Exit-Stance, not the Milton Keynes punk band that released records on Mortahate and supported Conflict from time to time.
The Exit-Stance that recorded these tracks, releasing them on this record via the bands own label, were from Bristol and had a sound reminiscent (actually pretty much a carbon copy) of UK Decay (with added Ritual perhaps). After the recording of the ‘Esthetics’ 7″ single, the punk Exit-Stance, supported perhaps by Mortahate records, forced the Bristol Exit-Stance to change their name after threatening legal action. If this is correct then it’s a pretty ironic situation. Exit-Stance changed their name to Feud.
For the second time in a year*** I get a totally unexpected box of goodies from Mike Clarke, Defiant Pose fanzine editor and owner of Inflammable Material records. This time the box contained three Rema Rema 12″ singles.
Two different sleeve versions of the track ‘Entry / Exit’, a track that Charisma Records rejected during the bands lifetime for “Blasphemous Content”.
The track itself is a six minute slow bass led plodder with some great feedback guitar work from Marco, and a call and response vocal style. And yes, the lyrics might be labelled blasphemous.
The B – side of ‘Entry / Exit’ is a stripped down instrumental version.
I was also sent (of which I am greatly indebted to Mike) the limited edition sleeve version of ‘Entry / Exit’. The record is the same but the artwork for the limited edition is a different design which is screen printed. The quantity of the limited sleeve edition is 50 copies. I was sent number 50 / 50.
The second 12″ single is actually two modernised remixes of the old Rema Rema track ‘Rema Rema’ and is on the band’s record label ‘Le Coq Musique’. Two remixes by Renegade Soundmachine (Soundwave) bringing the track kicking and screaming into the 21st century.
*** HERE is the original KYPP post regarding Rema Rema, Defiant Pose and Inflammable Material.
THE DOOR AND THE WINDOW
12 track LP only: Label: Overground : Edition of 500
Cat. No. OVER 146LP
Release Date: On sale now
Originally inspired by both the DIY ethic of the punk movement and the likes of Throbbing Gristle and File Under Pop, two friends Nag and Bendle decided to form The Door And The Window in March ’79. Lacking any musical experience, the first thing they did was to book a gig, then set off to a rehearsal studio to record their first single on a cassette recorder.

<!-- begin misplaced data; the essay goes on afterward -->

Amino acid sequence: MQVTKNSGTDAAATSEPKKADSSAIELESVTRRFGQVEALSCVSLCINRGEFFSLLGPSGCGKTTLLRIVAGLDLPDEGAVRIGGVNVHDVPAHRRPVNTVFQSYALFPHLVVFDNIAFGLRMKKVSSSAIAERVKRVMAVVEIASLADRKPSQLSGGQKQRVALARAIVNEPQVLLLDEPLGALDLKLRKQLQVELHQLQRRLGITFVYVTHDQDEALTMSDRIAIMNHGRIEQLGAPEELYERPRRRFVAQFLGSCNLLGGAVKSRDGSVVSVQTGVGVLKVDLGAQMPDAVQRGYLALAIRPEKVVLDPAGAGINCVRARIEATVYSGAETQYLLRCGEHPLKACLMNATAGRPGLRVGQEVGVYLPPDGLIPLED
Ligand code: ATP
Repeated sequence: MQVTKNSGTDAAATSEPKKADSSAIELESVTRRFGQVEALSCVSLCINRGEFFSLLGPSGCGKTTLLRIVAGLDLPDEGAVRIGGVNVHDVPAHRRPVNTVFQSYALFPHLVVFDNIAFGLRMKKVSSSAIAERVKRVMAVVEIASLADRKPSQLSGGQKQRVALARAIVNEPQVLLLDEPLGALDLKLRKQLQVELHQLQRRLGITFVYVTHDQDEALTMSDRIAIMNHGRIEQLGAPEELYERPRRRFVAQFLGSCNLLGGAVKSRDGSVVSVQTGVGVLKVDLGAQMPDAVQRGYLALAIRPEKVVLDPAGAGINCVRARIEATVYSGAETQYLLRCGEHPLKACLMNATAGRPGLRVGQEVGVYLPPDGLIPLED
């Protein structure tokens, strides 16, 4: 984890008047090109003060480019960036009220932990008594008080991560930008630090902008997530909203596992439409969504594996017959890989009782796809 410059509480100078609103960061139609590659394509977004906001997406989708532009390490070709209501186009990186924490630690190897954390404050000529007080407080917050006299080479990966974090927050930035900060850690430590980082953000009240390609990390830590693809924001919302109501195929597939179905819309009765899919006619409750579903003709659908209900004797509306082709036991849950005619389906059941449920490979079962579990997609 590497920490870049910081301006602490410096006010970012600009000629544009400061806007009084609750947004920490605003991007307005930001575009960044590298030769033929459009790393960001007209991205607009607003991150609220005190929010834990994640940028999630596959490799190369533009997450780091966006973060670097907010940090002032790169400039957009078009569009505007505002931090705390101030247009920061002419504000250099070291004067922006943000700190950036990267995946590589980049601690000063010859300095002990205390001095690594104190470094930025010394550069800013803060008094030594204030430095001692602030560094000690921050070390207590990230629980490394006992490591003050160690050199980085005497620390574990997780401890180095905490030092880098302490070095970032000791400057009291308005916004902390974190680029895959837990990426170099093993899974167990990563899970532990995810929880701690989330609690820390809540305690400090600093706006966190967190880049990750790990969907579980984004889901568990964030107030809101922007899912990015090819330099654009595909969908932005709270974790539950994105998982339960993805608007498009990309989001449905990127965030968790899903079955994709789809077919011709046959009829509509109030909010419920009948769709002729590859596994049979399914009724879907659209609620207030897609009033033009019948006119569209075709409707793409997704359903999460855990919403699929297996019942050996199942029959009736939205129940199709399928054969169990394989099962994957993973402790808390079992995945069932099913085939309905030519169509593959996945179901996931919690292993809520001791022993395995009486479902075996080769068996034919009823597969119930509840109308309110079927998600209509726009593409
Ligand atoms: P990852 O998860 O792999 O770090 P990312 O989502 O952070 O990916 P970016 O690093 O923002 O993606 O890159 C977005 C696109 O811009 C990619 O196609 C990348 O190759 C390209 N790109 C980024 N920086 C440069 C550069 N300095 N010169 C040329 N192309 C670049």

“Initially we had little interest in making music; we were interested in sound and noise. I had a cheap guitar and a collection of 2nd hand tape recorders, and Nag had a cheap synth. It was an advantage that we couldn’t play anything. When the guy running the rehearsal studio proclaimed that we were the “worst band he had ever heard” we took it as a complement and drunkenly caroled his sentiment back to him and recorded that too.” – Bendle
The first single ‘Don’t Kill Colin’ EP came from the pressing plant in plain white labels and sleeves. The band painstakingly hand-made the labels and sleeves and managed to self-distribute all 1000 copies.
The success led to a distribution deal with Rough Trade. Their next single ‘Production Line’ EP was joint NME ‘Single Of The Week’ with Ian Dury’s ‘(Hit Me With Your) Rhythm Stick’. Inspired by Crass, the ‘Pay No More Than 55p’ on the sleeve caused problems for the distributors, but the single still sold an impressive 2000 copies.
As true exponents of the DIY ethic the band produced a fanzine called ‘Common Knowledge’ devoted to the politics of record reproduction and included the likes of the Desperate Bicycles.
The Door And The Window were becoming more popular and highly respected. They played with the Pop Group, Scritti Politti, Delta Five, Swell Maps and Raincoats.
The line-up of the band was always fluid and sometime members included Fritz (23 Skidoo), Dennis Burns (ATV/Good Missionaries), Grant Showbiz (The Fall) and Giblet (49 Americans). In late 1979, Mark Perry, disillusioned by the constraints and expectations of Alternative TV joined the band as drummer and co-songwriter.
As more bands formed with the same attitude the band toured as part of the ‘Weird Noise’ tour with The Instant Automatons and 012 – a band fronted by Kif Kif and made up of members of that night’s audience.
1980 saw the release of the album ‘Detailed Twang’ which sold 2000 copies at the ridiculously cheap price of £3.00 before the band split up in the summer of ’81, although they’ve reformed on an occasional basis to experiment with new ideas.
The LP replicates the original album but with the bonus of an inner bag featuring a detailed band history and rare photos, limited to just 500 copies making rarer than the highly collectable original!
Dads/Habits/We Do Scare Each Other/Order And Obey/He Feels Like A Doris/ Part-Time Punks/In The Car/Subculture Fashion Slaves/Sticks And Stones/ Positive/Why Must You Build Walls Around Us?/Detailed Twang
Order from Overground Records directly HERE